The gas is a really a North Slope commodity, not an Alaska commodity, and a pipeline could be built to cross only the aforementioned municipalities. Why should Alaskans outside of the affected areas benefit? Actually, you could say the same for the hundreds of billions of dollars in taxes and royalties that have already poured into state coffers thanks to that North Slope oil.

Why should people in Anchorage or Wasilla or, God forbid, far off Ketchikan benefit from a resource pumped out of a place they’ve never visited and where most of them wouldn’t even be able to survive?

Let’s be honest for a minute. Most of the “Alaskans” these days collecting checks that stem from the investment of the state’s Arctic oil wealth wouldn’t last a week in the Arctic without a trusty Indian (or in this case Eskimo) guide. These Alaskans really don’t have any more of a “right” to benefit from the state’s hydrocarbon wealth than anyone else in the U.S.

That said, you can safely bet the house this wouldn’t stop Alaskans from protesting, no doubt vehemently, any sort of tax break for a gasline to benefit only the North Slope, Fairbanks and Valdez.

It’s a little ironic in more ways than one. There’s actually a layer cake of ironies here.

Pipeline full of irony

Start with the good liberals among us who have spent years debating ways to tax the oil industry to the max now joined in scheming a way to beat federal taxes, and then layer in Gov. Bill Walker, who wants a new state tax on almost everything, which is never good for business, but expects the feds to make a special Alaska exemption to remove the tax on the gasline of his dreams because it would be good for business.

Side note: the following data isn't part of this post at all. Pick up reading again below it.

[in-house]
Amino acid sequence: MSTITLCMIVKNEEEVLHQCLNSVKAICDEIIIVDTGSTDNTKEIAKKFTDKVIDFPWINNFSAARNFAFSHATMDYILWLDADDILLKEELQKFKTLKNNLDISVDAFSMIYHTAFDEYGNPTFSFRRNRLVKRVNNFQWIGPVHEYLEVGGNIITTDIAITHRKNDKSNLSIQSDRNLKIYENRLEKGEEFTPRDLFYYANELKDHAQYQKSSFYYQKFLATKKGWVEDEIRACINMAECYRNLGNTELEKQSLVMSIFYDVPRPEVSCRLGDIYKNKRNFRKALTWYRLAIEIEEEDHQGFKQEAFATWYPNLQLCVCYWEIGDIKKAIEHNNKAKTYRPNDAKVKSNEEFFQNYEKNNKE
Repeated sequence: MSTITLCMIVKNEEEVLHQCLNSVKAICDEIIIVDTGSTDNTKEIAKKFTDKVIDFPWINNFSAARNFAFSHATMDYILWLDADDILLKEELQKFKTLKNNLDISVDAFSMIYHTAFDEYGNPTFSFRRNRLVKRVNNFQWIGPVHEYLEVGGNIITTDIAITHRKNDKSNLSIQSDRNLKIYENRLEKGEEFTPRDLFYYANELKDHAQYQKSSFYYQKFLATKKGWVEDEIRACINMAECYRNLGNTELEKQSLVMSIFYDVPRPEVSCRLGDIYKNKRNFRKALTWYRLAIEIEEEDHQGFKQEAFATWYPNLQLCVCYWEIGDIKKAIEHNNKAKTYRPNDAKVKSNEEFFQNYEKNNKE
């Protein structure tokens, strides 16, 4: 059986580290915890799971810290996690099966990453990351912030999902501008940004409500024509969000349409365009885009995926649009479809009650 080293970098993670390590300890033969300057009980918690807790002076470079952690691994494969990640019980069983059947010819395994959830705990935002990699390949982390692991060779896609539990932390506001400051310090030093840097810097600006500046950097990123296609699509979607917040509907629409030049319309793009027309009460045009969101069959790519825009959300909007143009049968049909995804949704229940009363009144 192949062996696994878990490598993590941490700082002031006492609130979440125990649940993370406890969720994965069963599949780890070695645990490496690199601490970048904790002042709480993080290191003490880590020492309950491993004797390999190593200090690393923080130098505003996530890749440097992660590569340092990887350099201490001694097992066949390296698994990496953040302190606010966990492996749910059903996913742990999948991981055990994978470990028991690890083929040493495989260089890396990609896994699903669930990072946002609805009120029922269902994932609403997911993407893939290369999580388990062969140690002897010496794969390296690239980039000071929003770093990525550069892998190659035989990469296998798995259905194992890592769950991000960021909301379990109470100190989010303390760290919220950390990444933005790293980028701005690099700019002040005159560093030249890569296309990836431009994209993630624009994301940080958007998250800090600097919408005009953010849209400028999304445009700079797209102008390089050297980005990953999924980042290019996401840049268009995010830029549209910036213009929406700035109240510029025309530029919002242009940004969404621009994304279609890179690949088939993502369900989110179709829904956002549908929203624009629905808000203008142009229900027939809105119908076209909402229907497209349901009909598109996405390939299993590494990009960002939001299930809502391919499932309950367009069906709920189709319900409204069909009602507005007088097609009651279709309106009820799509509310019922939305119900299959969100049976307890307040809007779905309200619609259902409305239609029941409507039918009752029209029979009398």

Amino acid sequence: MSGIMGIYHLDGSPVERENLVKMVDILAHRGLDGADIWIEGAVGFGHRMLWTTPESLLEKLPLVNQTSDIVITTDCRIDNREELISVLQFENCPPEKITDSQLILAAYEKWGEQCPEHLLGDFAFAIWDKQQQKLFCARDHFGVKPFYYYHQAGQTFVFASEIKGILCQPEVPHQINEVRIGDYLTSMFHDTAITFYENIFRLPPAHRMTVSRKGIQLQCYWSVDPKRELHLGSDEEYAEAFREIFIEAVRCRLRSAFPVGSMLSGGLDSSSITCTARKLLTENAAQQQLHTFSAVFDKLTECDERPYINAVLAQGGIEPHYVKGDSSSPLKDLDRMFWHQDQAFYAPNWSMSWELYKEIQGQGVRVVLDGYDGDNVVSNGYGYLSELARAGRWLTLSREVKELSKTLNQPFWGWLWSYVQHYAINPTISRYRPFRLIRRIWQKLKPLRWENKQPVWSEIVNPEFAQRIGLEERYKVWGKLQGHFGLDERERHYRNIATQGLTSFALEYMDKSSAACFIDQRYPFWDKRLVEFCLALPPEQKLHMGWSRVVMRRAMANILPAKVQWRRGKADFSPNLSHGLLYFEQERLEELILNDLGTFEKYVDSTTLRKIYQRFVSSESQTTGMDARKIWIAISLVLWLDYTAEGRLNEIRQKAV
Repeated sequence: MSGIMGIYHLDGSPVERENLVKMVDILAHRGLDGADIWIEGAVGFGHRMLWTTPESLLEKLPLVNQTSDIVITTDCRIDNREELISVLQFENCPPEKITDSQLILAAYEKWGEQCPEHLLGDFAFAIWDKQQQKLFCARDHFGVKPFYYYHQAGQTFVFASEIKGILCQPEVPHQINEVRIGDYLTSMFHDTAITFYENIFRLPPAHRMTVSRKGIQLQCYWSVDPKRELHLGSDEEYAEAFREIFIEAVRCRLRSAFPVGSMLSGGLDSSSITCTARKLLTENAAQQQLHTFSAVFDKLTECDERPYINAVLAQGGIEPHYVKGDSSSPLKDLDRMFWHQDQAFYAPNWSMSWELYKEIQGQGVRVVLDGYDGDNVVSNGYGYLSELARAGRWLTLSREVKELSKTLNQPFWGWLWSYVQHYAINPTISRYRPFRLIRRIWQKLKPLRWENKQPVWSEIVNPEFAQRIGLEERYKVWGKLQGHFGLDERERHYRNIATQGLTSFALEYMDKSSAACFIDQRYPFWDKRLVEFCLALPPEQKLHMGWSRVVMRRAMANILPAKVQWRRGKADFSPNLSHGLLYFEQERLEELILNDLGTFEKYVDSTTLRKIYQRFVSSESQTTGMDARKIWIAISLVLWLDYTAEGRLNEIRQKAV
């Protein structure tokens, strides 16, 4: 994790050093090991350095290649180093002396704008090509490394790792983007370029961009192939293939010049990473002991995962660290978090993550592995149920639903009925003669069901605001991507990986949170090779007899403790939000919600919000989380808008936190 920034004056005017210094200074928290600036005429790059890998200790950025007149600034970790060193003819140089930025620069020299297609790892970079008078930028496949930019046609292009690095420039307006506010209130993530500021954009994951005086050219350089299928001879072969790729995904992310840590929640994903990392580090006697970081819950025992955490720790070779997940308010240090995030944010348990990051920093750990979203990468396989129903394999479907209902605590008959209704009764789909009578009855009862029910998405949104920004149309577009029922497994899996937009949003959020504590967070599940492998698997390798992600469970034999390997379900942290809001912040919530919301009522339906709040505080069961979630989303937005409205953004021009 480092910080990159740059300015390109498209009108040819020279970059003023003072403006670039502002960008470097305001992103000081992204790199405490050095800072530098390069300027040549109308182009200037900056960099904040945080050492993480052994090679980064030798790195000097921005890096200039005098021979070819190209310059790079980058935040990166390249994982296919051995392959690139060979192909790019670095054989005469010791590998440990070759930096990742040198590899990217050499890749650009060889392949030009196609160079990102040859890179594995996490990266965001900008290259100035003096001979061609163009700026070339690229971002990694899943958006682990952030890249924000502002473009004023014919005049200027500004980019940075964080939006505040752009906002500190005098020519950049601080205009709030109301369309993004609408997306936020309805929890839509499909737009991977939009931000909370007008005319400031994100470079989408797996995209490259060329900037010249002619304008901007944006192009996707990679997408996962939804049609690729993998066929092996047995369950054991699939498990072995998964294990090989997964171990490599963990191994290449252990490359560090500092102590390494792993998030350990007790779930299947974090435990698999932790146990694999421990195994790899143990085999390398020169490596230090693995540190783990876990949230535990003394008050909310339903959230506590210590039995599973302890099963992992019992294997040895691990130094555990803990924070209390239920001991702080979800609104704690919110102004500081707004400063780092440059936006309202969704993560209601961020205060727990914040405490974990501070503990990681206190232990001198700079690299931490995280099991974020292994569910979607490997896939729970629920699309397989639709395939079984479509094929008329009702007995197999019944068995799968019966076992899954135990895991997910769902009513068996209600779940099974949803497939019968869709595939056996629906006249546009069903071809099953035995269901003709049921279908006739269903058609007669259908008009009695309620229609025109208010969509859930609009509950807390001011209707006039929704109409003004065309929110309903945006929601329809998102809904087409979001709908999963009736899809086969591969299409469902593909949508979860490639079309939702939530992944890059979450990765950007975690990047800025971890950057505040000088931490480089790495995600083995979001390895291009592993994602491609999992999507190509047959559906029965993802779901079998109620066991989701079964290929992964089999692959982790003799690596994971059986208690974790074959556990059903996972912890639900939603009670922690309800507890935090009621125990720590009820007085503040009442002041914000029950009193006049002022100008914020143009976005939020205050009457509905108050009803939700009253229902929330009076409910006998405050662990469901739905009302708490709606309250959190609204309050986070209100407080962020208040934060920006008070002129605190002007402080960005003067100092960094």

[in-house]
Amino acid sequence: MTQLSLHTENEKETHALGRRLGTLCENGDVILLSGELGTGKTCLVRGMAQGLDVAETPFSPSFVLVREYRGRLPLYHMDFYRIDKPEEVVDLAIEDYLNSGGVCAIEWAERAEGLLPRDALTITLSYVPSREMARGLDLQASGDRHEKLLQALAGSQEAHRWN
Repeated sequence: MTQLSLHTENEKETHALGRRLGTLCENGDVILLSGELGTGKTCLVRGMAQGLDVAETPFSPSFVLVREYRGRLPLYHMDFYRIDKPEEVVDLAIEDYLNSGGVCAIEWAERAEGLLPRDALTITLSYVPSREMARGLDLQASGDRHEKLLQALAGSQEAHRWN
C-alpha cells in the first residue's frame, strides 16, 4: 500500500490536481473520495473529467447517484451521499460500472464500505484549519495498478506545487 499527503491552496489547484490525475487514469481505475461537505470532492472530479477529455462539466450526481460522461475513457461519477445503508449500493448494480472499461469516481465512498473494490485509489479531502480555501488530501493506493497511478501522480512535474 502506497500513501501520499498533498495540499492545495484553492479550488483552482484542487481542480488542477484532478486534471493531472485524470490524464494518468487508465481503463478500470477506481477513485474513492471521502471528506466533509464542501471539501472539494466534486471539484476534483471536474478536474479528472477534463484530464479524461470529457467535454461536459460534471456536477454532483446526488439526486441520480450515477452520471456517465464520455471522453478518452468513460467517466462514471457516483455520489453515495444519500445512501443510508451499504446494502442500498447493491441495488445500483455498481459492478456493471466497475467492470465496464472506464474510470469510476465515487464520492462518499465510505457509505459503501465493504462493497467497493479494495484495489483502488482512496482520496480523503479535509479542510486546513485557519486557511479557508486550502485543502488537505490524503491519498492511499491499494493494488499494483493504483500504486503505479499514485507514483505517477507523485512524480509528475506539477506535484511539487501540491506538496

As a cherry on top, you can put the tax credits, which were a promise to oil companies we’ve decided to temporarily ignore. This is not the old Alaska.

The is the new Alaska. In the old Alaska, a woman’s word was her bond. In the new Alaska, it’s only as good as the fine print written in invisible ink on a contract penned on a cocktail napkin. 

What does this say to the business world?

Oh wait, ExxonMobil CEO Rex Tillerson has already answered that question.

“Alaska is it’s own worse enemy,” he told Natural Gas Week almost exactly a year ago.

What has happened since those words were uttered? An Alaska liquified natural gas partnership involving Exxon, BP, ConocoPhillips and the state has gone from all-ahead slow to full-stop as the state maneuvers to take over management of the project and Walker goes spanning the globe in search of gas buyers.